A state of emergency was declared in Crimea on November 22nd after pylons carrying electricity from Ukraine were blown up, leaving nearly two million people in an extensive blackout.
The explosions occurred on Friday and Sunday night, cutting off Crimea’s four main transmission lines from Ukraine and forcing the peninsula to rely on its own generators. Emergency supplies have been turned on for critical needs (such as in hospitals), rescue teams are on high alert, and 13 gas generators are currently operational.
“Crimea is completely cut off,” says Viktor Plakida, the director of Crimea Energy.
With large parts of the Kherson region plunged into darkness, Crimean authorities have managed to partially revive the cities of Yalta, Simferopol, and Saky using generators. Still, this provides less than half of the peninsula’s needs. Water supplies to high buildings have stopped, and cable and mobile Internet is down.
While the attack is pending further investigation, the Russian media has reported that the explosions were caused by Ukrainian nationalists, as a stark reminder of the region’s economic dependence on Ukraine even a year-and-a-half after its annexation. The identity of the attackers remains unknown.
Crimea was annexed by Russia last year following the Ukrainian revolution, however, Ukrainian authorities continue to supply power to the region. Crimea continues to remain heavily dependent on mainland Ukraine to meet its energy and food needs, despite being under the control of Moscow.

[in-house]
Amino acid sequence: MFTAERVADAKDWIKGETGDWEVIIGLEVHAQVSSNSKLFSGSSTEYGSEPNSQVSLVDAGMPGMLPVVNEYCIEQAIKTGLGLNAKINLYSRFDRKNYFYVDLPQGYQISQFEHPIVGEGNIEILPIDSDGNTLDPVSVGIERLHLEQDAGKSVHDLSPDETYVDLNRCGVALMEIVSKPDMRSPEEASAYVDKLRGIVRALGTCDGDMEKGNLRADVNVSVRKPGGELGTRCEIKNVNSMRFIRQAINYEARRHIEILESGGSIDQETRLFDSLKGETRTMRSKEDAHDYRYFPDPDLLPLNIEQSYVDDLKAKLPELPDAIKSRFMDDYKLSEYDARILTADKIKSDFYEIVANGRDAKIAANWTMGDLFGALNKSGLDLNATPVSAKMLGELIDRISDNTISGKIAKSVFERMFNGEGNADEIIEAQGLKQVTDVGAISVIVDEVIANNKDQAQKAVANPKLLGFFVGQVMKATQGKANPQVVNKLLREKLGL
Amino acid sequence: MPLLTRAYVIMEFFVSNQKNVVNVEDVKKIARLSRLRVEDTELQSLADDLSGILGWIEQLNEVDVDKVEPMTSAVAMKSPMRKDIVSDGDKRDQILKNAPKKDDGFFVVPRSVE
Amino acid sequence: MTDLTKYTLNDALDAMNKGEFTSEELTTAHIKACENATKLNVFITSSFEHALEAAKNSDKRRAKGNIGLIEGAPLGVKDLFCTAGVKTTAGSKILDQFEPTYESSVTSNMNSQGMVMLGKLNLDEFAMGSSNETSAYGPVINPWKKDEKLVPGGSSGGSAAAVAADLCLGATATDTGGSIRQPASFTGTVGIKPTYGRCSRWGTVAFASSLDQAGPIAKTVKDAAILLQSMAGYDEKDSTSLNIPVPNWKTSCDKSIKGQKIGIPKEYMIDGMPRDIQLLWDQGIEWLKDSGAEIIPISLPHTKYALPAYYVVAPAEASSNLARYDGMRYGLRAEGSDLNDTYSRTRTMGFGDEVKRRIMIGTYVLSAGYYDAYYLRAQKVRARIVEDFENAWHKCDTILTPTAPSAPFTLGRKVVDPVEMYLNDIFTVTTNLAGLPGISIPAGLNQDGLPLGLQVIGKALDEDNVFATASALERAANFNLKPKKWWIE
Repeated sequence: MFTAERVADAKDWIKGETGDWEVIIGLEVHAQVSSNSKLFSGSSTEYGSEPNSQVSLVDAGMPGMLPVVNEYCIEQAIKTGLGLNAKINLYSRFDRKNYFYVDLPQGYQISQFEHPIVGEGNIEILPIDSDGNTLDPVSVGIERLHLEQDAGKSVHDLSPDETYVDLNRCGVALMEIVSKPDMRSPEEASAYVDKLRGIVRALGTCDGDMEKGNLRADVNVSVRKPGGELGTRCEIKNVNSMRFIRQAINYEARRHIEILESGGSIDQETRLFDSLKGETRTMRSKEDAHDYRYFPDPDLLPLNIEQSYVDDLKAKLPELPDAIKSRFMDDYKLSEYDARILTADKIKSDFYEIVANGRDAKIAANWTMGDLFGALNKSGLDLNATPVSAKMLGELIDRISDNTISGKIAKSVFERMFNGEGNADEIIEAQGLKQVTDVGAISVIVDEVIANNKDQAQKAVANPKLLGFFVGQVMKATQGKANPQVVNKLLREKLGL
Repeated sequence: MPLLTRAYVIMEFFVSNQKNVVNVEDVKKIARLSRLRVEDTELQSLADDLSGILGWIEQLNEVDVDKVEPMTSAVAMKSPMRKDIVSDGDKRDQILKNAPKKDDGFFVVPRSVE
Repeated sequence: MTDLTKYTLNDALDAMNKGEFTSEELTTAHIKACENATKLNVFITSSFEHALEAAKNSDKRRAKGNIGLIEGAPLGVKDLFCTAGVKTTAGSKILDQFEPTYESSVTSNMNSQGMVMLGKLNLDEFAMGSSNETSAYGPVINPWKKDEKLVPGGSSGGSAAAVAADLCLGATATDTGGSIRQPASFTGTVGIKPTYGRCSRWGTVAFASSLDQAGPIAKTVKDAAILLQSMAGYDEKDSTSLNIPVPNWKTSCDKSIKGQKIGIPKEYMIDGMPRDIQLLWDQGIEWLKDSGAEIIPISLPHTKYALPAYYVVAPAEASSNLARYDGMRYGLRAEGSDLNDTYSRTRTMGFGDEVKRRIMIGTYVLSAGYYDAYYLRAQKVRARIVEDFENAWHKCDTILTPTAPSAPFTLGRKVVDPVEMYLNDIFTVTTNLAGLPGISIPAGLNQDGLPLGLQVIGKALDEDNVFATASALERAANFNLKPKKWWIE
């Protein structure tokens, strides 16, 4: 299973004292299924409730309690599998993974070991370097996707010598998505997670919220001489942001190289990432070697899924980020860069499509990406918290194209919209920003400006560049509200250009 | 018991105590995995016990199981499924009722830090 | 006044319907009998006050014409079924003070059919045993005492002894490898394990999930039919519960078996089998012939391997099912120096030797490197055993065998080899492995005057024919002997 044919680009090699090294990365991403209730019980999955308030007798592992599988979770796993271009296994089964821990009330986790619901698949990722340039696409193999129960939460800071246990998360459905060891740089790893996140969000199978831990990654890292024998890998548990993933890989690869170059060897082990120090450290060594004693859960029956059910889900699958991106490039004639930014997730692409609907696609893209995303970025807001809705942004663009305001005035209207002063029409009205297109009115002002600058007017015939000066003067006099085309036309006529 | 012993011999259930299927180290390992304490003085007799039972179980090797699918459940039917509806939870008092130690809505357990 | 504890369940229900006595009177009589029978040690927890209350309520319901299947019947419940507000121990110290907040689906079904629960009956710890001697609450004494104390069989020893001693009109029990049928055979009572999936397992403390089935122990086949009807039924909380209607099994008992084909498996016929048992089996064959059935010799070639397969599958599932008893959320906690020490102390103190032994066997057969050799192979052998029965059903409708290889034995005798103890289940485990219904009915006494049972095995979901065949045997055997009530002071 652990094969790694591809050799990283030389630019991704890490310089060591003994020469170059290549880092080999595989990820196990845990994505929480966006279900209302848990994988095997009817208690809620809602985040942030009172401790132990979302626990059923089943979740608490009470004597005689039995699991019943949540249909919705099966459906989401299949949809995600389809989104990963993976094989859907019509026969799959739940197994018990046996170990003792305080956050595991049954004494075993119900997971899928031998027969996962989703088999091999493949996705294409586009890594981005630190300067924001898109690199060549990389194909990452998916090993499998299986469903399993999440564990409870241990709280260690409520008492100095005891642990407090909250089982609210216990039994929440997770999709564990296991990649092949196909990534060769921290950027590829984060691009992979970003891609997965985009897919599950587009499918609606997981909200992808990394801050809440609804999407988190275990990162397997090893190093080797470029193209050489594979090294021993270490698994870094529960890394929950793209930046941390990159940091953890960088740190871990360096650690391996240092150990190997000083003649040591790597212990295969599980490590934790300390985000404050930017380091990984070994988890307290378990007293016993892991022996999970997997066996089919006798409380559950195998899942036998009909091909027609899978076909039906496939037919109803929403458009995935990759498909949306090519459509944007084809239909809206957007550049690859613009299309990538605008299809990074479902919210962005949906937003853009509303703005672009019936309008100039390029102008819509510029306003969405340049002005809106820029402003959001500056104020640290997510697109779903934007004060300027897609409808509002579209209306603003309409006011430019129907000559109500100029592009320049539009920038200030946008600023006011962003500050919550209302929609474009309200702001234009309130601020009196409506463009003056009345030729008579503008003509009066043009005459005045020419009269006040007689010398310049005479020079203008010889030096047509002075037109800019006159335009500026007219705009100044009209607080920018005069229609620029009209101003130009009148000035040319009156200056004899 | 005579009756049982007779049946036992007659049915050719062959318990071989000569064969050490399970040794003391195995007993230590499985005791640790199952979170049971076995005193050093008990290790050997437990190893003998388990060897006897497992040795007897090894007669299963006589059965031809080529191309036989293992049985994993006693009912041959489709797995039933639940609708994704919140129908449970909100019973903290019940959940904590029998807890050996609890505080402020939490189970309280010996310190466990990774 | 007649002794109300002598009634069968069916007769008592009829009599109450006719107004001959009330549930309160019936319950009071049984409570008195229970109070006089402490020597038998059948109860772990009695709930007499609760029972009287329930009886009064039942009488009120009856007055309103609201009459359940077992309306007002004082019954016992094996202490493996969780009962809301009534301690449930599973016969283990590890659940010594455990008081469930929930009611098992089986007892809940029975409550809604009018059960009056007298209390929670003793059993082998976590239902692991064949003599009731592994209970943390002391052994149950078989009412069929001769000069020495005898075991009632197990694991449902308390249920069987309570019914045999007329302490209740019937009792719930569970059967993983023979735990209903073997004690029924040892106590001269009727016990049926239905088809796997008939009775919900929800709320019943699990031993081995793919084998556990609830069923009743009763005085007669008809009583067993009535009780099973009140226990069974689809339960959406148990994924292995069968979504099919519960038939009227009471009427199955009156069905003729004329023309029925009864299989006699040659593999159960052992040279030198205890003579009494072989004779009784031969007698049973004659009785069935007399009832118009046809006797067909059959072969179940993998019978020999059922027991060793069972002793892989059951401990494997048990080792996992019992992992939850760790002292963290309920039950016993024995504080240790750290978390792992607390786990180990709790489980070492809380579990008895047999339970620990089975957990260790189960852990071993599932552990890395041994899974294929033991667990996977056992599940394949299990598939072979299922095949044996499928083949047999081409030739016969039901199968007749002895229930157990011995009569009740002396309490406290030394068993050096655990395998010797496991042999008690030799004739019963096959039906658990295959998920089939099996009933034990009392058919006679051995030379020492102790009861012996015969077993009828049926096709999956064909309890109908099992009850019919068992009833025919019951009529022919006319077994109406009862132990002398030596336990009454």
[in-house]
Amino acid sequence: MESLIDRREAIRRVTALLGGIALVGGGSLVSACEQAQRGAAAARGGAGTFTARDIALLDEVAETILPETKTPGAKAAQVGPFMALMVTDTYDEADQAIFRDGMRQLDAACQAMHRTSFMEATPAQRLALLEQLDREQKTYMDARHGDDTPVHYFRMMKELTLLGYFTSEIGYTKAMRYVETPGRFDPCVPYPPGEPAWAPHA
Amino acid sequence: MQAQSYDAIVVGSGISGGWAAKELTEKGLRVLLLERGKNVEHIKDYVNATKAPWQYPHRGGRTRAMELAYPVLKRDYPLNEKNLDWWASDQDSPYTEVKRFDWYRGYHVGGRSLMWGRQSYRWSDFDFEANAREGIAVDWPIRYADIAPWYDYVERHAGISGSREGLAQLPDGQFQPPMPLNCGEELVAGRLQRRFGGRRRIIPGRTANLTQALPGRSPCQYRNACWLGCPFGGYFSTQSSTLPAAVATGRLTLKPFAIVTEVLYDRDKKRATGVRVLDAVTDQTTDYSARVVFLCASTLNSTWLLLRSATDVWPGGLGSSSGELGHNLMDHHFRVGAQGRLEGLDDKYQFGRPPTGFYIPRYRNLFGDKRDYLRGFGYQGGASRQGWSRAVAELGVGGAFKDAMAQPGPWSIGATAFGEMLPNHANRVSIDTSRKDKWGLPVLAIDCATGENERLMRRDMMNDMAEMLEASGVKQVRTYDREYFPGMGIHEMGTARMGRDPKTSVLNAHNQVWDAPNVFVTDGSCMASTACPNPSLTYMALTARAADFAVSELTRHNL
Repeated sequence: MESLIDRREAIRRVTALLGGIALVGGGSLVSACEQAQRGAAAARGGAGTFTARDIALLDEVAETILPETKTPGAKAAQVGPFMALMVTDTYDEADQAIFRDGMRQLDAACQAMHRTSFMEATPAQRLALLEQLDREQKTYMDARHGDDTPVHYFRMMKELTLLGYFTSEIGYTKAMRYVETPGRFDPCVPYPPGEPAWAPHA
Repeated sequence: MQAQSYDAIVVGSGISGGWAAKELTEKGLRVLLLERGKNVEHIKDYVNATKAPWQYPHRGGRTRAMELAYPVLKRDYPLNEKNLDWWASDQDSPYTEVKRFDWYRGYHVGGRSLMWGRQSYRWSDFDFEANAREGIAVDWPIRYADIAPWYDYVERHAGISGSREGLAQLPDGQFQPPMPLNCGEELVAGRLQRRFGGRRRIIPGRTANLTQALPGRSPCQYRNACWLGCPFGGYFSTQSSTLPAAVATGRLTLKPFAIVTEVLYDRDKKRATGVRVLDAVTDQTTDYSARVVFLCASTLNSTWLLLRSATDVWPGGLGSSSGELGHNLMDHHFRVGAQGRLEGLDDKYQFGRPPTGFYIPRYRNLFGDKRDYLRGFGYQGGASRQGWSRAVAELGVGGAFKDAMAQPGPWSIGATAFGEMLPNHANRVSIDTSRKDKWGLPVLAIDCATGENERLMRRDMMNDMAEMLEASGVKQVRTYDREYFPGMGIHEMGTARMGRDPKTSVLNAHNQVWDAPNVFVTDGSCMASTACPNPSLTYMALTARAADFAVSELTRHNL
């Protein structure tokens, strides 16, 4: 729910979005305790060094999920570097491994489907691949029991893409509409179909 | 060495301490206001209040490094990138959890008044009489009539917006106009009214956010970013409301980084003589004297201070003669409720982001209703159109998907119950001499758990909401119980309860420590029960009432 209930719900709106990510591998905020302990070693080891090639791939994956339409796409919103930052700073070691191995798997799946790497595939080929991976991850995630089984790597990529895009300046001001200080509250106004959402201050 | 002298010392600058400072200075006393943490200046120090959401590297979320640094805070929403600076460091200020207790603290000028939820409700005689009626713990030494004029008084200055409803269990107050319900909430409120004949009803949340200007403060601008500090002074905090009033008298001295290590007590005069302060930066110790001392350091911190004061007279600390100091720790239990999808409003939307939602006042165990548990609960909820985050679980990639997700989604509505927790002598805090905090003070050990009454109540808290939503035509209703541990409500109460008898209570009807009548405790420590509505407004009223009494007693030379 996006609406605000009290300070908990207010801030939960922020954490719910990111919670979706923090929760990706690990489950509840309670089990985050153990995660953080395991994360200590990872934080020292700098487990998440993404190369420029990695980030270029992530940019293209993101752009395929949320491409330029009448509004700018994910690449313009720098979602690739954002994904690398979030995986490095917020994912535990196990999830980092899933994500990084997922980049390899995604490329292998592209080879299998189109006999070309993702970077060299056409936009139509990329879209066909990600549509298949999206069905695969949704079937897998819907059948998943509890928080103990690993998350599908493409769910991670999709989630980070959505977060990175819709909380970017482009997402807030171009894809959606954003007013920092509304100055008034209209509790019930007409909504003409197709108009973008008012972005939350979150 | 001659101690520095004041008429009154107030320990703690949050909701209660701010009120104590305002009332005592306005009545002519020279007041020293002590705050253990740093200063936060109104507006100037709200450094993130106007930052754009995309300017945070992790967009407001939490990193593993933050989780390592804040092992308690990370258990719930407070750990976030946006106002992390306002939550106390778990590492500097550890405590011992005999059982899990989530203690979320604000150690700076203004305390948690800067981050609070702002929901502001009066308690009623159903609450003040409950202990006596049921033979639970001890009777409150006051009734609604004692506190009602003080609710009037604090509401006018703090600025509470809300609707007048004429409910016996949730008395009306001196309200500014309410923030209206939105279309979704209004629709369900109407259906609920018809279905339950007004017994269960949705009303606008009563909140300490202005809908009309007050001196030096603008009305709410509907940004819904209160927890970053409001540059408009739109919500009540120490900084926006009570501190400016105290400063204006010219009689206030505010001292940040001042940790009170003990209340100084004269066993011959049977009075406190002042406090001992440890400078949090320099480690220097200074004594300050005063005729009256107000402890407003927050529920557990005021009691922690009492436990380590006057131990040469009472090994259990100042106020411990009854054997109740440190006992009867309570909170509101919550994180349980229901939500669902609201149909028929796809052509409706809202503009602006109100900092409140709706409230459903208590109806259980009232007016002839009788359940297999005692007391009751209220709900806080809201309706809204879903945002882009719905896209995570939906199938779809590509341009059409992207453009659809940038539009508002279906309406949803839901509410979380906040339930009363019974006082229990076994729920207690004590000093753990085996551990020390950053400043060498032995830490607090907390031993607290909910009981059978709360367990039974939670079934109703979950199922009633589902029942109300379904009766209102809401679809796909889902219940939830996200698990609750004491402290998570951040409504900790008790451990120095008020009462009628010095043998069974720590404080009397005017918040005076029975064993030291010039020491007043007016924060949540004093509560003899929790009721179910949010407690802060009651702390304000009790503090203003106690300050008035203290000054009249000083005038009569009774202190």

The Crimean Tatars, an ethnic activist group that oppose Russian rule over the peninsula, held a protest in the Kherson region at the site of the broken power lines. The group has a historical friction towards Russia that dates back to the 1940s when its entire population was deported by dictator, Joseph Stalin.
Since late September, exiled Ukrainian activists, including the Crimean Tatars, have engaged in attempts to block the flow of goods from mainland Ukraine to Crimea at all main road crossings that lead to the interior. They insist upon a full economic and energy blockade.
But the nationalists have also made it their imperative to fight for more than economic and political reform; one of their aims is to call international attention to human rights abuses and discrimination by Russia, including murders and kidnappings of group members. The Organization for Security and Cooperation in Europe recently confirmed “numerous credible, consistent and compelling accounts of human-rights violations”, which often involve disappearances and acts of violence.
Since, members of Ukraine’s Right Sector have also joined the Tatar-led blockade, however, some fear that continued disruption will provoke a violent response from Moscow.
As for this incident, on Saturday, the pylons were a scene of violent clashes between activists from the Right Sector nationalist movement and the paramilitary police as they tried to block repair works. Most of the damage on site showcased the flag of the Crimean Tatars.
There are mixed reactions about the attack and what impact it will have on the existing tensions between Russia and Ukraine, particularly on the frontline of the ongoing and escalating war in Crimea’s eastern Donetsk and Luhansk regions. The incident would likely strain relations between the government in Kiev and the country’s independent, and often well-armed, activist groups.
While no formal statement has been made by the Russian or Ukrainian government about what will be done further, the impasse to this situation lies in negotiation, not armed-conflict. Cutting off supplies of energy hit citizens where it really hurts – schools get shut down, homes are powerless, and everyday life is disrupted. The upcoming months will be difficult for western leaders of the region and others, who may have to intervene to bring an end to the civil conflict.
- Complete Blackout: Crimea Struggles With Power Crisis - November 23, 2015
- The Child Refugees of Syria - November 11, 2015
- Justice For Journalists: A Petition To End Impunity - November 3, 2015